Origin & Model Inspiration of the Monopoly Race Car Piece
Widely regarded as the most popular Monopoly playing piece–especially by overly-competitive men–the single-seat, open-wheel racing car is preferred by 1 out of 4 players of America’s beloved board game.
But where did this retro token come from? And what real car was the inspiration for its rounded rear, long side headers, and flared cowling? Find out!
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History of the Monopoly Race Car Token
The Monopoly car wasn’t part of the original six game tokens (the hat, thimble, iron, shoe, cannon, and battleship), but it did appear early on as the seventh token in the Monopoly heritage, resembling an old closed-top Chrysler during WWII.
The race car as we known it today was introduced in 1937 when Parker Brothers began using die-cast metal tokens instead of composite material. It’s the only token added during those years which still remains in play (outlasting the purse, rocking horse, and lantern). As it was being developed during those years, it went through a number of variations, such as having a driver and a number “3” on the side.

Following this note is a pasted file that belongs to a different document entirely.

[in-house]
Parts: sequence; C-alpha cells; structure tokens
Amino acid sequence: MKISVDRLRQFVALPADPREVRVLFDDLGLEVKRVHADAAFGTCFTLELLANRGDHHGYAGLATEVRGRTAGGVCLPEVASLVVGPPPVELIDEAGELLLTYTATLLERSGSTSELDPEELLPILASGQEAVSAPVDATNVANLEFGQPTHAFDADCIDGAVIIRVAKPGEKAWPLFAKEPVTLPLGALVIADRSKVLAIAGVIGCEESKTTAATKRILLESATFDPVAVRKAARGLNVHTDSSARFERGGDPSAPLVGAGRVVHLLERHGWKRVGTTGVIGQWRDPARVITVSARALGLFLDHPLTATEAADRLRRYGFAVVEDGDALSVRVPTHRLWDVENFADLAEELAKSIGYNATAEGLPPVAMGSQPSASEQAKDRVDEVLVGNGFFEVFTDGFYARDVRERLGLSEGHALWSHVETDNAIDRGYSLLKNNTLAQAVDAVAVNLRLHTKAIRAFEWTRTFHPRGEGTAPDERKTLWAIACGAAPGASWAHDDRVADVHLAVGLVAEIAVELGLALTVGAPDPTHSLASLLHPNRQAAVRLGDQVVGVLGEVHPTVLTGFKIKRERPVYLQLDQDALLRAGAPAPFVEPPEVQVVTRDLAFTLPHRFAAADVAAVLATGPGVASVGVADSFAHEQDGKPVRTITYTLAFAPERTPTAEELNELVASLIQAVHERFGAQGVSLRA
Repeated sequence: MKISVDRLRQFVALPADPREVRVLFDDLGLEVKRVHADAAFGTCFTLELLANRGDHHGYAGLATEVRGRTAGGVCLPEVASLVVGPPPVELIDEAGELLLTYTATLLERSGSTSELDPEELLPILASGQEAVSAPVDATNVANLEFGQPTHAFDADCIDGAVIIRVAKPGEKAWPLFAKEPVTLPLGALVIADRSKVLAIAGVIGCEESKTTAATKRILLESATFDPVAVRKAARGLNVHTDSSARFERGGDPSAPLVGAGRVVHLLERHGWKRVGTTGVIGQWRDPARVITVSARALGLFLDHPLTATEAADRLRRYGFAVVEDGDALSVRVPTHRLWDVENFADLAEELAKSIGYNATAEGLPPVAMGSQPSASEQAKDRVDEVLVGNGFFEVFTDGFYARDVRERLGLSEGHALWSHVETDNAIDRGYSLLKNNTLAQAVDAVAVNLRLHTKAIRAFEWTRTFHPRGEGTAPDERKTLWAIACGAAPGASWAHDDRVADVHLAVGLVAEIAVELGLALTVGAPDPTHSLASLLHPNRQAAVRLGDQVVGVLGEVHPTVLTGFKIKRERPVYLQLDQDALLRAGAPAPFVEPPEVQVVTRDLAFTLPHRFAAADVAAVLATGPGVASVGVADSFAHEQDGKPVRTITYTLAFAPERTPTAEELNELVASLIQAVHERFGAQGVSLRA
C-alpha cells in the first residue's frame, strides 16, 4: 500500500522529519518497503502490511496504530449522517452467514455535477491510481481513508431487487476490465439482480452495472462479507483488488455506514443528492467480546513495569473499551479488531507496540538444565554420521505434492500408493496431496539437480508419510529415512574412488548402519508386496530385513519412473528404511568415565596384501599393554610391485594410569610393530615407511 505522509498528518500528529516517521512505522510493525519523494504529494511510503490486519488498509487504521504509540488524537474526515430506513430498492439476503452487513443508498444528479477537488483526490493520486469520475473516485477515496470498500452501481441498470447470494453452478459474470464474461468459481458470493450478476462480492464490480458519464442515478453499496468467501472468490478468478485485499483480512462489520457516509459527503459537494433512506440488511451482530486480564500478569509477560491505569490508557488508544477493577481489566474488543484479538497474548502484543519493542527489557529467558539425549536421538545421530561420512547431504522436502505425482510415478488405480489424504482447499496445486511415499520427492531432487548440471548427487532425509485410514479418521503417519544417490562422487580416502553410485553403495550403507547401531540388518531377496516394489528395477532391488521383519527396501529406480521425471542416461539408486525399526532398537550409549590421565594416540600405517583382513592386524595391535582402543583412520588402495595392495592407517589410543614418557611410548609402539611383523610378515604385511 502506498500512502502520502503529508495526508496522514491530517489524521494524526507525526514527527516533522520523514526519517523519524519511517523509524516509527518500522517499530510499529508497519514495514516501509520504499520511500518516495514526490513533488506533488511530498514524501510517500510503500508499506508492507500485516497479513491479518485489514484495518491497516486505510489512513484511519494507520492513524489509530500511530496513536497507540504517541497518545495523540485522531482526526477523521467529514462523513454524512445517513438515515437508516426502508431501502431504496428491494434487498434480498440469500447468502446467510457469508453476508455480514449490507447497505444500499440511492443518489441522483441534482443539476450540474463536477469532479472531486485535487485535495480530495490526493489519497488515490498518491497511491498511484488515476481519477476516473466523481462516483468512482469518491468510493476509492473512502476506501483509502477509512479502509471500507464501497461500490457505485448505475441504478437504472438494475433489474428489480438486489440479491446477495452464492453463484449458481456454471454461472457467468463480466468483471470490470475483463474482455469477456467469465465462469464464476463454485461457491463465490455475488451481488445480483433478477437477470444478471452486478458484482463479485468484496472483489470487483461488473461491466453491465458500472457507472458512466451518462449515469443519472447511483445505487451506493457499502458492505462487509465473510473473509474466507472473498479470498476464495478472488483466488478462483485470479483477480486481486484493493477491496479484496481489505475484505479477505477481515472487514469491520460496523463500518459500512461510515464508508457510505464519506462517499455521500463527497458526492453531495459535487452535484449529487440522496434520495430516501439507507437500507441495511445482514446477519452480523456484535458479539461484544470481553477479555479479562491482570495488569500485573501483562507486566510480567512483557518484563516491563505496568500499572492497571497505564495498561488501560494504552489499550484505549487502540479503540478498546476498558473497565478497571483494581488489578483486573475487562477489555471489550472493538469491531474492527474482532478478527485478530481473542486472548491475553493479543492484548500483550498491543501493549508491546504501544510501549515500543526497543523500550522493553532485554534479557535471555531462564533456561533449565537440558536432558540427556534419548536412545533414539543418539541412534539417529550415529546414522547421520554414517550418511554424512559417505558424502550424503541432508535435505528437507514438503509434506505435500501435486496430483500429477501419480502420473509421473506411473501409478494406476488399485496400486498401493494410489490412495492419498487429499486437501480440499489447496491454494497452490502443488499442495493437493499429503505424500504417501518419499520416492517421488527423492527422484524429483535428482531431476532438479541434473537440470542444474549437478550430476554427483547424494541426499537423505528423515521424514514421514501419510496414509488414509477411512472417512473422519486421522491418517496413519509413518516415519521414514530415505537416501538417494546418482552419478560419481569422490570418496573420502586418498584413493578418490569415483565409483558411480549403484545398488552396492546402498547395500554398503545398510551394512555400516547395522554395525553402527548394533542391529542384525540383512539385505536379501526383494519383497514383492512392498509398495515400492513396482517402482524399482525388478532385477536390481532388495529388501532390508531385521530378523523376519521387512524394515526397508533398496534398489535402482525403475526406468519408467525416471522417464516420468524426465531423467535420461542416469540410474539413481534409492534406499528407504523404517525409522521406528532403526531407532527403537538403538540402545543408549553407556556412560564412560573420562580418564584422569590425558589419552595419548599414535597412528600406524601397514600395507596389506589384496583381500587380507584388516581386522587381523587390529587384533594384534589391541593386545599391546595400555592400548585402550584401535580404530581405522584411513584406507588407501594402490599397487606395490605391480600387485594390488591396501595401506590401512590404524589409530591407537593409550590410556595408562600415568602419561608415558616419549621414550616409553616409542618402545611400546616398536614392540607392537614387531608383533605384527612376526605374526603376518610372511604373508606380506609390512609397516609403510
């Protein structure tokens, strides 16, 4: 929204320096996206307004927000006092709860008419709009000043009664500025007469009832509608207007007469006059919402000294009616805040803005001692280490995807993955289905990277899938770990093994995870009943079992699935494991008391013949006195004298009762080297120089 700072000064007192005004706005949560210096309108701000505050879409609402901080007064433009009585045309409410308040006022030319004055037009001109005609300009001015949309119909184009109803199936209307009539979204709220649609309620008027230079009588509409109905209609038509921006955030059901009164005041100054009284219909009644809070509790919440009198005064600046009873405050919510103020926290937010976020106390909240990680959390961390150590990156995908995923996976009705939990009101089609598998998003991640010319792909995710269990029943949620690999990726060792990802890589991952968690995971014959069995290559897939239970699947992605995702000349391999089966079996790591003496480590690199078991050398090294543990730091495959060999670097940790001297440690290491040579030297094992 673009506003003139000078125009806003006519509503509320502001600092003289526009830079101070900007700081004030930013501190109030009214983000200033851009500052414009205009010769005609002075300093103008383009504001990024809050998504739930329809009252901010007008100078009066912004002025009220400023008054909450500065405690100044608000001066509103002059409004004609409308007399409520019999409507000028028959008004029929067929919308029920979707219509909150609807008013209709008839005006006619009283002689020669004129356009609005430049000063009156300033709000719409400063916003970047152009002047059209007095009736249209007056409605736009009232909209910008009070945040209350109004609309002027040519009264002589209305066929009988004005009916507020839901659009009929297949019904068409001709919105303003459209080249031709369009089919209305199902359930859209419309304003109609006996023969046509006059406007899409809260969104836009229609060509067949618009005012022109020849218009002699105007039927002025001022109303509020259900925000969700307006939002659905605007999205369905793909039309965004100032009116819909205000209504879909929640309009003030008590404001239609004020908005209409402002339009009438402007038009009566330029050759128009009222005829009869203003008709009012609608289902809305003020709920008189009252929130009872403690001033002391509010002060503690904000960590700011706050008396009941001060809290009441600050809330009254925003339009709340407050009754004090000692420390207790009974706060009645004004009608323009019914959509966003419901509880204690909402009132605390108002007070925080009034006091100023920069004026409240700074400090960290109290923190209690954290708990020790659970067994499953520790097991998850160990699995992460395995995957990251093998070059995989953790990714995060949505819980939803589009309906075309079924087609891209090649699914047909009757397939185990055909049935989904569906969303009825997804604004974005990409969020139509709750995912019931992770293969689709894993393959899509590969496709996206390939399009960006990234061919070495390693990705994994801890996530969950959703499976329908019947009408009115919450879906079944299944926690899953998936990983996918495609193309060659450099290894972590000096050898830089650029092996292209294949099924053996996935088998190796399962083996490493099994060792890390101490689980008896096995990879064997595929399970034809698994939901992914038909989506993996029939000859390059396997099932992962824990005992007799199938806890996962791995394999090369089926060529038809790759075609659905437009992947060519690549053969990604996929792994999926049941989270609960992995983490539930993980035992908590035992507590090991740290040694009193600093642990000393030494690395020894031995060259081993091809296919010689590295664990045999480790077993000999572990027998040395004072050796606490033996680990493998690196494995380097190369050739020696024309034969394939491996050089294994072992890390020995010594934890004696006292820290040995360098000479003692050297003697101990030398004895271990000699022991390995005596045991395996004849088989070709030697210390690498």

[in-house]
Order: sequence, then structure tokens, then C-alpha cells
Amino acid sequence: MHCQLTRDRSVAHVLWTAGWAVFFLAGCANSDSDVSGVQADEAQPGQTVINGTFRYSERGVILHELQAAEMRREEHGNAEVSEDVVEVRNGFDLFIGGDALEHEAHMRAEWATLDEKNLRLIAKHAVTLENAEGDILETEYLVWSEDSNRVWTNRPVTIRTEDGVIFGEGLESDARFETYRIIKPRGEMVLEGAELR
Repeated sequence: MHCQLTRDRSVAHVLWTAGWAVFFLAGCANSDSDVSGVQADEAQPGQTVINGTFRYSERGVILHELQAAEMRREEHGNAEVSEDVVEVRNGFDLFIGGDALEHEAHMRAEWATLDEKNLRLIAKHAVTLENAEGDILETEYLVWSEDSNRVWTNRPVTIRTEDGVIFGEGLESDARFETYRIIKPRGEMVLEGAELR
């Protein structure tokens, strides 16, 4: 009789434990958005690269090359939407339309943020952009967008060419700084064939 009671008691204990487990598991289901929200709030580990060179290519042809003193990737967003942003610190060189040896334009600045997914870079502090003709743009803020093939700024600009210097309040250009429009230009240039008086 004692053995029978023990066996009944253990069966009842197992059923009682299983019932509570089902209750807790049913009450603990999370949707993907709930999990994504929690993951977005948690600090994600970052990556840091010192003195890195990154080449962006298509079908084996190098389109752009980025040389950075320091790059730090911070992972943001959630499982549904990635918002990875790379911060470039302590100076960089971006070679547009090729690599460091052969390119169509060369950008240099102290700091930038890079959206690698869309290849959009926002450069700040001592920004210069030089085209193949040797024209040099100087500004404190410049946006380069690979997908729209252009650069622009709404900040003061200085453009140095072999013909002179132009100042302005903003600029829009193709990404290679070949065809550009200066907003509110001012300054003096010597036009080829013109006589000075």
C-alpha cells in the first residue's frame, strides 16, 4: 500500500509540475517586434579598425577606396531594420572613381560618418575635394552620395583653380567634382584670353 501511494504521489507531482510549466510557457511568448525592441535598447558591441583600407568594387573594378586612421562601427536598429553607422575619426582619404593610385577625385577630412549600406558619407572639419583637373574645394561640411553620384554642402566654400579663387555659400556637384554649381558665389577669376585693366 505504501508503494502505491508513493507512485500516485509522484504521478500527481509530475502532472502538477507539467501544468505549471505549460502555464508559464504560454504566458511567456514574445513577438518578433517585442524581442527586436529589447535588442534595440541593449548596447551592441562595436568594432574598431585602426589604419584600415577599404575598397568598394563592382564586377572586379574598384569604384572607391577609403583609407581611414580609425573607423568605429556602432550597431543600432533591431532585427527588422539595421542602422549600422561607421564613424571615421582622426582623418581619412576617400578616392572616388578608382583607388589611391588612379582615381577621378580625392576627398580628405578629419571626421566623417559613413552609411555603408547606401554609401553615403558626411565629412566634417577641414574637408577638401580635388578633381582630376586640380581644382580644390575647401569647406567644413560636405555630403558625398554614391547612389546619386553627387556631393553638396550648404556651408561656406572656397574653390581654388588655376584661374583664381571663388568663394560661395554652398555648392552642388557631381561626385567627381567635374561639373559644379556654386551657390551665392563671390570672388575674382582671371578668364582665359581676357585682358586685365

Hasbro claims the race car was intended to be the roadster of the game’s Chairman of the Board, Mr. Monopoly (aka Uncle Pennybags), but it looks like an old racer from the past. Jalopnik claims it’s an old Kurtis Kraft Midget Racer, while others surmise it could be a 1934 Mercedes Grand Prix W25, a Maserati 8CTF, or an Alfa Romero 158.
Regardless of its inspiration, it’s a timeless playing piece–a whole lot better than that Toyota Prius Monopoly replaced it with in its “Here and Now Edition” in 2006!
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Aaron is unashamed to be a native Clevelander and the proud driver of a Hyundai Veloster Turbo (which recently replaced his 1995 Saturn SC-2). He gleefully utilizes his background in theater, literature, and communication to dramatically recite his own articles to nearby youth. Mr. Widmar happily resides in Dayton, Ohio with his magnificent wife, Vicki, but is often on the road with her exploring new destinations. Aaron has high aspirations for his writing career but often gets distracted pondering the profound nature of the human condition and forgets what he was writing… See more articles by Aaron.